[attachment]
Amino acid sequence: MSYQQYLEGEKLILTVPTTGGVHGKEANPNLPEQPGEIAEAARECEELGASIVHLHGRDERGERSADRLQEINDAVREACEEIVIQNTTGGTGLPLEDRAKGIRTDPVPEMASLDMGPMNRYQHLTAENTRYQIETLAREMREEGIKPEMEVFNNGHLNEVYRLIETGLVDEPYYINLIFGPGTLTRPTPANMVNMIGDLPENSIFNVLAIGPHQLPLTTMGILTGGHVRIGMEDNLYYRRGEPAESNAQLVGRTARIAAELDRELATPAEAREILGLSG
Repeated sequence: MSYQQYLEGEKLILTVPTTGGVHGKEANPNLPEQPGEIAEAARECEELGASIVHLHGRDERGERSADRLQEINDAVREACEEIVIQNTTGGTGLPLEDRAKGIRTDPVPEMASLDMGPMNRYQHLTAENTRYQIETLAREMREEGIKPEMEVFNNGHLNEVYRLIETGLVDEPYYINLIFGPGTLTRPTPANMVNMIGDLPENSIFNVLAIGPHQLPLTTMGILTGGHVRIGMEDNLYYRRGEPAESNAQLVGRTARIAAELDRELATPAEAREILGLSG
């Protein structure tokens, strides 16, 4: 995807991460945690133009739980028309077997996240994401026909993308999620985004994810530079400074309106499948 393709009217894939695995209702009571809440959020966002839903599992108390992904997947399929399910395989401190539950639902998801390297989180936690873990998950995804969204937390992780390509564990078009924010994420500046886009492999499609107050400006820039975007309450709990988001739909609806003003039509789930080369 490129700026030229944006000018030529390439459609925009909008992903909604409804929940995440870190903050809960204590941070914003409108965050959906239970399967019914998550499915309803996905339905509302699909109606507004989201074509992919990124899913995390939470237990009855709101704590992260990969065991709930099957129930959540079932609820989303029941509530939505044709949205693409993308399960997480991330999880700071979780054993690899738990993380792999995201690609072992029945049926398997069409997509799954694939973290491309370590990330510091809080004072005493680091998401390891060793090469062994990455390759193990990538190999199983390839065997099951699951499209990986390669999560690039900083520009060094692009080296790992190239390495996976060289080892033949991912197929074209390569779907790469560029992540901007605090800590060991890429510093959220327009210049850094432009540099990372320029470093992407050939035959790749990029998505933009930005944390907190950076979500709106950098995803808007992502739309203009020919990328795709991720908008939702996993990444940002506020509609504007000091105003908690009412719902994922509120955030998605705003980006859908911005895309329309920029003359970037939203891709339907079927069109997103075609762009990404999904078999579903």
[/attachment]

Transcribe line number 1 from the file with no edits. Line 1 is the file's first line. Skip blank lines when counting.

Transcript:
Amino acid sequence: MSYQQYLEGEKLILTVPTTGGVHGKEANPNLPEQPGEIAEAARECEELGASIVHLHGRDERGERSADRLQEINDAVREACEEIVIQNTTGGTGLPLEDRAKGIRTDPVPEMASLDMGPMNRYQHLTAENTRYQIETLAREMREEGIKPEMEVFNNGHLNEVYRLIETGLVDEPYYINLIFGPGTLTRPTPANMVNMIGDLPENSIFNVLAIGPHQLPLTTMGILTGGHVRIGMEDNLYYRRGEPAESNAQLVGRTARIAAELDRELATPAEAREILGLSG